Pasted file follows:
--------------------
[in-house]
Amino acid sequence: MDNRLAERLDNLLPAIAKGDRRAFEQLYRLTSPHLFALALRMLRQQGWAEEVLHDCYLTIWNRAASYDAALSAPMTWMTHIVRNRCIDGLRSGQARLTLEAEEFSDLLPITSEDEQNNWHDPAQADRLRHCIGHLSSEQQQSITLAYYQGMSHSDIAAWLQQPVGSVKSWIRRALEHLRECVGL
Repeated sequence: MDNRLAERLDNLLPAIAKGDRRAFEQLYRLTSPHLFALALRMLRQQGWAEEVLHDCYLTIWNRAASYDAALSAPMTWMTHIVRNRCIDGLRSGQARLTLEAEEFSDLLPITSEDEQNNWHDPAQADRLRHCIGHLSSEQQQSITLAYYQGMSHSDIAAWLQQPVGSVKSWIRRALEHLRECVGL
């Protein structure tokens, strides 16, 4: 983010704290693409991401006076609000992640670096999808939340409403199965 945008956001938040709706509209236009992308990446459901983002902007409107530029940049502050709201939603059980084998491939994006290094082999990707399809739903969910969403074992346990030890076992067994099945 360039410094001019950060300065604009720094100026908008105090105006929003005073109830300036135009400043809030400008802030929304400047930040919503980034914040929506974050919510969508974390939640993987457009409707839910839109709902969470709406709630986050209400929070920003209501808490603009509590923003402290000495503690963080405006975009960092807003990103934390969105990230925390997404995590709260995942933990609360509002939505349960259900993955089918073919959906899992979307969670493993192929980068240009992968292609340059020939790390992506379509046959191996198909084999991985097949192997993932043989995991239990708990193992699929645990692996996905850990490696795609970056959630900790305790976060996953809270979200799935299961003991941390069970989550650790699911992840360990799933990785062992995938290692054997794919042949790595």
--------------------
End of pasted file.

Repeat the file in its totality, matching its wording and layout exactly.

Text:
[in-house]
Amino acid sequence: MDNRLAERLDNLLPAIAKGDRRAFEQLYRLTSPHLFALALRMLRQQGWAEEVLHDCYLTIWNRAASYDAALSAPMTWMTHIVRNRCIDGLRSGQARLTLEAEEFSDLLPITSEDEQNNWHDPAQADRLRHCIGHLSSEQQQSITLAYYQGMSHSDIAAWLQQPVGSVKSWIRRALEHLRECVGL
Repeated sequence: MDNRLAERLDNLLPAIAKGDRRAFEQLYRLTSPHLFALALRMLRQQGWAEEVLHDCYLTIWNRAASYDAALSAPMTWMTHIVRNRCIDGLRSGQARLTLEAEEFSDLLPITSEDEQNNWHDPAQADRLRHCIGHLSSEQQQSITLAYYQGMSHSDIAAWLQQPVGSVKSWIRRALEHLRECVGL
């Protein structure tokens, strides 16, 4: 983010704290693409991401006076609000992640670096999808939340409403199965 945008956001938040709706509209236009992308990446459901983002902007409107530029940049502050709201939603059980084998491939994006290094082999990707399809739903969910969403074992346990030890076992067994099945 360039410094001019950060300065604009720094100026908008105090105006929003005073109830300036135009400043809030400008802030929304400047930040919503980034914040929506974050919510969508974390939640993987457009409707839910839109709902969470709406709630986050209400929070920003209501808490603009509590923003402290000495503690963080405006975009960092807003990103934390969105990230925390997404995590709260995942933990609360509002939505349960259900993955089918073919959906899992979307969670493993192929980068240009992968292609340059020939790390992506379509046959191996198909084999991985097949192997993932043989995991239990708990193992699929645990692996996905850990490696795609970056959630900790305790976060996953809270979200799935299961003991941390069970989550650790699911992840360990799933990785062992995938290692054997794919042949790595």